“I wanted to make sure that everybody in our country, but everybody around the world, understands that the transatlantic alliance remains a cornerstone, a foundation stone, for American security,” Obama said Saturday at a news conference in the Polish capital.
But Obama did so without announcing significant new policy. Instead, his biography often substituted for — or served to represent — his policy.
In Ireland, he drank a beer with the residents of Moneygall, birthplace of his maternal great-great-great-grandfather, and electrified a downtown audience in Dublin in need of cheering up after years of recession.
In Britain, Obama and the first lady, Michelle, lodged at Buckingham Palace and, at the nine-century-old Westminster Hall, he presented himself to Parliament as “the grandson of a Kenyan who served as a cook in the British army.” The audience erupted in applause.
And here in Poland he acknowledged that he shares its heritage, if only through cultural osmosis.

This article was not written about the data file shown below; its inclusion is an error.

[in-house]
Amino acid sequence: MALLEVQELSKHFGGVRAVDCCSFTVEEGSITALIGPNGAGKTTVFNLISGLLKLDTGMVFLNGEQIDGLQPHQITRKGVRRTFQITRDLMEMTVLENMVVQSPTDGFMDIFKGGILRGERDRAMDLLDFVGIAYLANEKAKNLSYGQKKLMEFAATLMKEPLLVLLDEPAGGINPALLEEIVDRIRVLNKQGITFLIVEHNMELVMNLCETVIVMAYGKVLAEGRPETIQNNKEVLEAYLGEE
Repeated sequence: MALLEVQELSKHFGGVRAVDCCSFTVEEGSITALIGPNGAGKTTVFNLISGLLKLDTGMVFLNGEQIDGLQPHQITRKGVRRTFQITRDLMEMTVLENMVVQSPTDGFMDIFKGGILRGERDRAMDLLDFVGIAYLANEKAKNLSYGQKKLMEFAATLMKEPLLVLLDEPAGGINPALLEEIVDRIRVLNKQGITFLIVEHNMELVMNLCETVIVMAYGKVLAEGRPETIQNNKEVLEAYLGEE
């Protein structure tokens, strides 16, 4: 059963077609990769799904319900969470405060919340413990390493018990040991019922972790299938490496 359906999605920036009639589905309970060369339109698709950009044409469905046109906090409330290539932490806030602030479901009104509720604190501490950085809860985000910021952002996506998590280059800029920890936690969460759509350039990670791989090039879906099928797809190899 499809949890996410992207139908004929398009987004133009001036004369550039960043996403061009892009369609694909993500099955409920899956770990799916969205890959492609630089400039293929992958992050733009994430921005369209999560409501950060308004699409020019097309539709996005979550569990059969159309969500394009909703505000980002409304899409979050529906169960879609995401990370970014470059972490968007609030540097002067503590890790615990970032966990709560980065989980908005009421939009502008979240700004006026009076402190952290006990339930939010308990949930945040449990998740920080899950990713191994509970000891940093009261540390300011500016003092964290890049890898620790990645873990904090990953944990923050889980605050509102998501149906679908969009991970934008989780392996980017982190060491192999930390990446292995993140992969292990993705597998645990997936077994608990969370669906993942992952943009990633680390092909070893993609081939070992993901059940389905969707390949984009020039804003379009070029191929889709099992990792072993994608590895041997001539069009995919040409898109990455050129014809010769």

“I am part of Poland because I come from Chicago,” he said. “And if you live in Chicago and you haven’t become a little bit Polish, then something’s wrong with you.”
Obama’s project to remake the U.S. image abroad has always relied, at its core, on his own against-the-odds story. And the adoring reception he received, from the public and its elected leaders, suggested the message still resonates here.
His achievement, though, is difficult to measure. How his public diplomacy will translate into policy that strengthens his hand in Afghanistan, Libya and the broader Middle East remains unclear.
But at the G-8 summit in Deauville, France, Obama did reap the benefits of his effort to “reset” relations with Russia, securing from Russian President Dmitry Medvedev a pledge to help push Libyan leader Moammar Gaddafi from office.
Russia had previously spoken critically about the NATO-led mission, saying it is exceeding its U.N. mandate. Whether Gaddafi accepts Russian mediation is another matter, but Medvedev’s position leaves the Libyan leader more isolated than ever.
Obama warned here Saturday that political change in North Africa and the Middle East would be a difficult, halting process, but he argued that U.S. support for the democratic transition underway is essential to ensure its success.
In making his case, Obama drew on lessons he said he learned during his trip — from Ireland, where a 1998 peace agreement in Northern Ireland ended decades of sectarian strife, and from Poland, where Solidarity challenged Soviet communism years before its fall.